Elizabeth Corr, the first director of Arts Partnerships at the Natural Resources Defense Council (NRDC), presented at the Art of Trees scholar talk at Gund Gallery Community Theater. NRDC not only partners with artists, but also with museums, art fairs, cities and municipalities. Through their various alliances, the NRDC tackles various topics ranging from monarch butterflies and pollination to defending the Migratory Bird Act.
The NRDC is a 50-year-old international nonprofit currently maintaining 3 million members, with celebrities such as Robert Redford on their board of trustees. Since President Trump’s election, NRDC has filed over 100 lawsuits against the administration, 40 percent of which have been decided— and all of which were ruled in their favor.
While the NRDC is primarily focused on the legality and logistics of environmental advocacy, Morr’s program allows for the nonprofit to cover more ground by appealing to the arts contingent.
“What we want is to create an experience that is informed by science, but that manifests into contemporary art,” Elizabeth Morr said.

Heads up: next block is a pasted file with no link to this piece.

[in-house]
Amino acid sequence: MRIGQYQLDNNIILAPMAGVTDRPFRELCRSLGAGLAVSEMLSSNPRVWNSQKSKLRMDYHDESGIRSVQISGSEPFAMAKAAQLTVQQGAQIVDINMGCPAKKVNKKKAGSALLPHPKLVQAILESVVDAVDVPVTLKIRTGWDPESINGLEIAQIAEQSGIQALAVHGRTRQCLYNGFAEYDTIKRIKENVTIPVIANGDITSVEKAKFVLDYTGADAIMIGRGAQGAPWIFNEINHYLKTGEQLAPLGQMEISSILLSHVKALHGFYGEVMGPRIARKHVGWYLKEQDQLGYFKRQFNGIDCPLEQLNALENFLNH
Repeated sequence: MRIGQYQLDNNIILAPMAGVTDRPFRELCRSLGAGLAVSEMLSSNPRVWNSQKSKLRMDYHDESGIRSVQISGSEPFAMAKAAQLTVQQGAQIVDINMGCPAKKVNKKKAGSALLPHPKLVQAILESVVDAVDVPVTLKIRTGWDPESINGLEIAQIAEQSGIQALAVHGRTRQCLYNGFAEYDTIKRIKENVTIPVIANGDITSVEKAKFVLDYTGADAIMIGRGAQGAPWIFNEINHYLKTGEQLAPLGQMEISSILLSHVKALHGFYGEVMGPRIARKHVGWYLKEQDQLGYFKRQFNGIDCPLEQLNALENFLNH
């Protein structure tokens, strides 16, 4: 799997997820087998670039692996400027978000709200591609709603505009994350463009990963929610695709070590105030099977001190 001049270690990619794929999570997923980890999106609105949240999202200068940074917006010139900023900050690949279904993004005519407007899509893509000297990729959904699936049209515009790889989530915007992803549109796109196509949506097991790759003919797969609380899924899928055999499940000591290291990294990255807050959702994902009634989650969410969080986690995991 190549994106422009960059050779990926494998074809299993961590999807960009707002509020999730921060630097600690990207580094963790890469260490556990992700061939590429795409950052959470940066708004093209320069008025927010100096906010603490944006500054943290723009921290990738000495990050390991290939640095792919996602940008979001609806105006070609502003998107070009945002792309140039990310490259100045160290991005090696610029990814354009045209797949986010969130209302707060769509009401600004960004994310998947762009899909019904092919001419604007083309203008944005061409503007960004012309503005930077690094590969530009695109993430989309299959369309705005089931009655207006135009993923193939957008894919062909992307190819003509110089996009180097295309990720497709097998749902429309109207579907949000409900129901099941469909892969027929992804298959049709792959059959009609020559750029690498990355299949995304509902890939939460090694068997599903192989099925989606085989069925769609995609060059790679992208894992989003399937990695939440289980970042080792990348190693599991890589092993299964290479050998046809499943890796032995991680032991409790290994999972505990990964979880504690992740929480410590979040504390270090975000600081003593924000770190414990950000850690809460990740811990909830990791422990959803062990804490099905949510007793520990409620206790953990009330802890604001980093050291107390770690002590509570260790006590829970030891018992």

The NRDC collaborates with many notable artists, one of which is Jenny Kendler. The NRDC has worked with Kendler for the past four years, and one of her projects during that time consisted of milkweed-seed-filled balloons. Created in response to Monsanto, an American agrochemical company that produces a glyphosate-containing weed-killer deadly to milkweed, a main source of food for monarch butterflies, NRDC commissioned Kendler to make an exhibition to spread the word about this seemingly minor but pressing issue. Thus, Kendler produced biodegradable balloons filled with milkweed and distributed them at a food festival.
One prerogative of the NRDC’s art department is to engage with the communities that would be affected by their initiatives. Morr referenced a project where she accompanied NRDC scientists to a plantation containing black dust, which is worse for the environment than oil or gas. Once they arrived at the Chicago suburb, instead of immediately enforcing their own methods, the NRDC asked residents how they could best help.
In her Q&A and throughout her presentation, Morr made a continuous effort to emphasize the importance of artists engaging with their community, as well as highlighting society’s lack of appreciation for the works that they create.
“Art and artists are people we continually undervalue in society; we don’t pay them well, we don’t offer them opportunities to make a living doing their work, they often hold one, two, three jobs just to try to make ends meet,” she said sorrowfully. “Imagine a world where an artist can just be an artist, and get paid to do what they do.”